Drink Me

Smack it up, flip it, rub it down. Eat Me.

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If you're in Bangkok and are anything other than a backpacking, flip-flopping tourist frequenting Khaosan Road slurping buckets of brain-freeze blue kamikazeee with an occasional tuk-tuk trip to get your soapy massage or tiger show fix, then you're likely to have at least heard of the restaurant called Eat Me. If you haven't, it isn't one of Bangkok's alleged red light establishments as the name may tend to suggest, but rather one of the city's finer eateries.

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Darren, the Australian owner, opened up the place somewhere around a decade ago, from whence he has built up and improved the design and decor one bit at a time, and continues to do so. He says the menu is something like Australian cuisine with a mix of modern Asian. Much thanks to his sister Cherie, who makes her way to Bangkok every now and again to spend her days in the kitchen perfecting the menu, the food really kicks ass. Look; I definitely love to eat, but that's not why I'm here, is it? For me, it's about the drinks.

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The cocktail menu is so kindly arranged in columns with illustrations so even an illiterate can understand what glass his drink will be served in. This is important; I've seen many a champagne-sipping Palm Beach boy unknowingly stuck napkin-swathing a rocks glass tipple or a high-powered martini drinker being pressured to suck a cocktail through a straw from a highball, both situations having the potential to end up rather messy. The selection—although I haven't yet tried them all—is made with a nice variety of (sometimes locally hard-to-get) spirits and fresh ingredients, which is likely to disappoint you if you've become a fan of the subpar drinks they tend to serve in most places around the city. If you get there when it's not a busy time, you may be lucky enough to get your drink mixed by Adit.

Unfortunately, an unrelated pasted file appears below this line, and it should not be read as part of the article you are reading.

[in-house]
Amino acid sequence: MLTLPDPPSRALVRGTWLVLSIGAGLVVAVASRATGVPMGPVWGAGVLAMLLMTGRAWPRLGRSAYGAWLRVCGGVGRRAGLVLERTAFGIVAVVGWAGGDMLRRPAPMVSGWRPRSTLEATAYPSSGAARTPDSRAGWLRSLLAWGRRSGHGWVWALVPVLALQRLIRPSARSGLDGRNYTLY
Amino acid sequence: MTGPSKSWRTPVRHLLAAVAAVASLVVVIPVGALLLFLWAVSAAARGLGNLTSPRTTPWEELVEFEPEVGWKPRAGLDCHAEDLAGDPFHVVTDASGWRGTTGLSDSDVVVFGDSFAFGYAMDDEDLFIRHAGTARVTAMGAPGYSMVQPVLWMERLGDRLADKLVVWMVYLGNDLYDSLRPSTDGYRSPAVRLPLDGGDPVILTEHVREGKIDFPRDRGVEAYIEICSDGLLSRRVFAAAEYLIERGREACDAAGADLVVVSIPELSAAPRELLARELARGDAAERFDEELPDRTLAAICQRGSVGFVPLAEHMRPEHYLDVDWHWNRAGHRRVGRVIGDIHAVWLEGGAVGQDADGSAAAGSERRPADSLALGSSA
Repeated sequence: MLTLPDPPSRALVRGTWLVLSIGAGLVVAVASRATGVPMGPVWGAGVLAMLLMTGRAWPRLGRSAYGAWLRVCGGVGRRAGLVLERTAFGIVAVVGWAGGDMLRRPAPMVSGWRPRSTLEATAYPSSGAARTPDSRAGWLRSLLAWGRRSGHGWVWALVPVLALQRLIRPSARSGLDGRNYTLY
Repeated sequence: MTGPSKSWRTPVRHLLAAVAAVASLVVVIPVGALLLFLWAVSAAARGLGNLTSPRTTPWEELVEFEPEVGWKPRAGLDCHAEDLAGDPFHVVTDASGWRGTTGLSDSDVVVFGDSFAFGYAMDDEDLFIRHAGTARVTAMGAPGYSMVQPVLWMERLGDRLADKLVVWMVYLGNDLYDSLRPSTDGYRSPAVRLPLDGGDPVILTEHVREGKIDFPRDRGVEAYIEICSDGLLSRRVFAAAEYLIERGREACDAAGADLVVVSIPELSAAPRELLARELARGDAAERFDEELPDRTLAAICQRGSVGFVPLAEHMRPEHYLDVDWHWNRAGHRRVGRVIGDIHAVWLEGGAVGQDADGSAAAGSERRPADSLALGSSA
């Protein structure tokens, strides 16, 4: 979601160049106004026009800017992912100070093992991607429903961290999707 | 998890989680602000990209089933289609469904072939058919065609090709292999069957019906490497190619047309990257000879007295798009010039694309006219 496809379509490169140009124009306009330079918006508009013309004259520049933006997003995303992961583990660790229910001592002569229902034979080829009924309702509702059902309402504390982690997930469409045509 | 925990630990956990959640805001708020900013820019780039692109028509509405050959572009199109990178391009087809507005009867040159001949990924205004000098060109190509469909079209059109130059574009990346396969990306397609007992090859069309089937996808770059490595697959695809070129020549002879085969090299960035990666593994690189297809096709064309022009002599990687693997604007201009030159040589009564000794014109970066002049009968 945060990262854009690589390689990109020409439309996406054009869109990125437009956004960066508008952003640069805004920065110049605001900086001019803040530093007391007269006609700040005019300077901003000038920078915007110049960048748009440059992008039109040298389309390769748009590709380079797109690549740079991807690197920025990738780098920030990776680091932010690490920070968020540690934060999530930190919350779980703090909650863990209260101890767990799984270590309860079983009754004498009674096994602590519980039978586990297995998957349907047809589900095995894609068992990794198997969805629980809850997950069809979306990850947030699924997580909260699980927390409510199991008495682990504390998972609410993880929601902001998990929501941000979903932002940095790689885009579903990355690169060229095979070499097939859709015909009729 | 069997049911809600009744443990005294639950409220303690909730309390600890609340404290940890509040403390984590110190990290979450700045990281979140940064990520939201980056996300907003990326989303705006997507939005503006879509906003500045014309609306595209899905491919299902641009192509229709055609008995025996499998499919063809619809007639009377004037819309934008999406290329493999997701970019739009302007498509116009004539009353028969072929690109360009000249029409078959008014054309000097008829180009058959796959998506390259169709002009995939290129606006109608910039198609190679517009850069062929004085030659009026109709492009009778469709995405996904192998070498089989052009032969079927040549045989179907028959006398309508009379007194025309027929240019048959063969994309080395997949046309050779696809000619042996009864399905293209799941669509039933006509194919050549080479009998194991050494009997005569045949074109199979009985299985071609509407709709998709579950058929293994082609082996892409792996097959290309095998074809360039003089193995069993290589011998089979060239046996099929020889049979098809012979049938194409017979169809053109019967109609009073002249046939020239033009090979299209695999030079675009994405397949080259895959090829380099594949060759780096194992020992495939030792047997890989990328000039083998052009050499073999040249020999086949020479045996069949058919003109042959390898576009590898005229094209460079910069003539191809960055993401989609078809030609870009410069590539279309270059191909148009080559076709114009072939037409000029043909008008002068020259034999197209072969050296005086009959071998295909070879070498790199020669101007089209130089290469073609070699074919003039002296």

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Adit is the senior bartender and waiter, tending bar and waiting tables much like an aspiring actor in L.A.—his energy always high, his sense of humor always on, and his knowledge of the menu always studied. Aside from this, he's an excellent barman, utilizing both Western and Japanese techniques, and really putting in the love that each libation truly deserves, clearly translating into an overtly better drinking experience. Some of the cocktails he's made for me are the Siam Daiquiri, Fig & Ginger Martini, and the exceptional Bitter & Twisted.

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"Let me make you one of my favorites," he said to me. I was a bit flattered when he slid a chilled martini glass filled with one of my creations in front of me. It was over two years ago that I hopped behind the bar with Adit to show him how to make a Blueberry Joe, one of my New York signatures (recipe here), and still he surprised me with one by recreating it just about spot on.

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In Bangkok? Fancy something better than the Bangkok norm? Make a reservation at Eat Me and say hi to Darren and Adit (and Cherie, if she's there) for me. Have a nice meal, drink a nice cocktail, and, as always, sip slowly.